MP Tom Butime for Kyenjojo
By the evening of Wednesday May 18, a total of 458 women and men from across the 115 districts that make Uganda took their oaths of allegiance to serve Ugandans in the 10th Parliament.
But while the main job of Parliament as an arm of government is to make laws and play a watchdog role to the executive, many of the new MPs are acutely aware that this will be a bytheway.
A number of the newly elected MPs have categorically stated that their constituents hardly know or even care about the nature of laws that their representatives will make, but rather wish to see them as providers of social services such as making roads, paying school fees and contributing to emergencies.
The just ended parliamentary elections was a brutal reminder to the MPs that the electorate does not usually care how well they perform in the house through attendance or debate.
As illustrated by artist-cum MP for Lubaga South Kato Lubwama, most of the MPs who spoke the best English and debated the most in the 9th Parliament, but never kept in touch with the base – read voters, were ejected.
Indeed, most of the victims of the just ended parliamentary race were ministers, senior opposition leaders who occupied busy offices and thought their electorates cared that much about their excellent positions.
At the end of the race, 22 ministers and over 200 MPs, (over 70 percent) of the house were voted out in the last elections.
The out-going 3rd Deputy Prime Minister Gen. Moses Ali aptly captured the paradox that is facing the MPs when he consoled former Serere Woman Member of Parliament Alice Alaso, whom he described as a lost gem.
Despite her influential position as the chairperson of the Public Accounts Committee of Parliament, as well as her glorious debating record over the past two terms and numerous high-ranking positions in her Forum for Democratic Change (FDC) party, Alaso was trounced by a little known Hellen Adoa of the NRM.
Newly elected Kasanda South MP Simeo Muwanga Nsubuga agrees that the problems concerning his constituents will take top priority on his agenda, because as he notes, this is what the voters care most about.
“People want us to spend time with them and provide solutions to some of their problems,” Nsubuga pointed out that as he begins his journey as a legislator, he will try to pay attention to land problems since 90 percent of his voters are bibanja land holders and therefore face a present threat of eviction by land lords.
“I will also do my best to look for employment opportunities for the thousands of jobless youth in my constituency,” Nsubuga said he will try to achieve this by proposing a law that will require government to enter into bi-lateral agreements with some Arab countries where Ugandans can be employed gainfully.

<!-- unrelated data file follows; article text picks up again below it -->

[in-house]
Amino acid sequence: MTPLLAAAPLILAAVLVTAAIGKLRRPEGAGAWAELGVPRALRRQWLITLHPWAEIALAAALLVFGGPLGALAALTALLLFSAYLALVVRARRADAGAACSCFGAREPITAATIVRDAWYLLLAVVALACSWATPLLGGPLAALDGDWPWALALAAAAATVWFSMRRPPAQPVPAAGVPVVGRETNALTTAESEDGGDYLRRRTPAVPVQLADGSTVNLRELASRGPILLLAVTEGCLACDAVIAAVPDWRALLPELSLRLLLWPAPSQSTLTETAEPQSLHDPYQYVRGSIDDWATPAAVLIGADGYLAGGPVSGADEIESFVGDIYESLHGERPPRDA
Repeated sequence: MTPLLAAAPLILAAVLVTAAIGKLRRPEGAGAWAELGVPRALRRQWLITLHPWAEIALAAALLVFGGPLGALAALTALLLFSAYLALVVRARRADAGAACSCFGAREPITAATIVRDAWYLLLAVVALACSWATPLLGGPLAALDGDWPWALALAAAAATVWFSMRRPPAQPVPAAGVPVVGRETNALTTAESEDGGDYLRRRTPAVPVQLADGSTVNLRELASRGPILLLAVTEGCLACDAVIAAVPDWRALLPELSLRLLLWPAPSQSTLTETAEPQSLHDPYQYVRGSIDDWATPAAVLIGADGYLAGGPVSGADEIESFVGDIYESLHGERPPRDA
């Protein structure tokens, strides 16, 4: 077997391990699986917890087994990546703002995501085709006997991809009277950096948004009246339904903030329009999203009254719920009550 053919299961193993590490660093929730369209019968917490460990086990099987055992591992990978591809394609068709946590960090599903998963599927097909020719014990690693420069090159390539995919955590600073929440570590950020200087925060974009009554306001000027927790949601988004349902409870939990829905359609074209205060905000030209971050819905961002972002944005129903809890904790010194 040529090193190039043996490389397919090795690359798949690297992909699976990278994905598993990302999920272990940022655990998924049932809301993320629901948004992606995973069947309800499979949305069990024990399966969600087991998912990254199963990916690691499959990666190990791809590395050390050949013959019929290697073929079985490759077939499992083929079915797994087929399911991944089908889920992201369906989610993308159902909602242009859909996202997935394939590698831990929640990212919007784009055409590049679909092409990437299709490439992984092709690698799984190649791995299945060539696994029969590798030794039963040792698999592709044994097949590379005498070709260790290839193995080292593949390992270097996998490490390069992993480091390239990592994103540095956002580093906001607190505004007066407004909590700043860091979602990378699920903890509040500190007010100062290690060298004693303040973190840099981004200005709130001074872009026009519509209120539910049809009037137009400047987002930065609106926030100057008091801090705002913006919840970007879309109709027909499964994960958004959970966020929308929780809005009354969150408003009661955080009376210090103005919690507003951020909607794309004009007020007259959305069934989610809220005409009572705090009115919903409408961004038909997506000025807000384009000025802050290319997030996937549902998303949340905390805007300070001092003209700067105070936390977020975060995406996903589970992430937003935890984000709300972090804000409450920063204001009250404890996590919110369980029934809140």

Mityana North MP Godfrey Kiwanda Suubi, who secured a re-election bid after a tough fight, dismisses the view that voters’ expectations of an MP in a way contradict his mandate. He argues that MPs are voted to push for improved service delivery by different players such as the central and local governments.
“People elect us so that we can follow up on the service delivery by different players. We are therefore expected to provide roads, schools though indirectly,” says Kiwanda. Unfortunately, while most of the social services are delivered by local governments, many MPs in the previous Parliament cared less about raising the funding purse of local governments.
For example, the proportion of funding to local governments during the past budget by the Ministry of Finance has remained a measly 18% of the National Budget.
Wakiso district chairman Matia Lwanga Bwanika argues in fact that most MPs do not understand their responsibilities when it comes to service provision. Bwanika says that most MPs are preoccupied with grabbing fat cheques for themselves than fighting for their people.
Sky-high expectations by voters of MPs has helped to promote the commercialisation of politics. As Mukono Municipality MP Betty Nambooze told The Sunrise a few months ago, she will never reject money given to MPs again because it ends up going to other beneficiaries.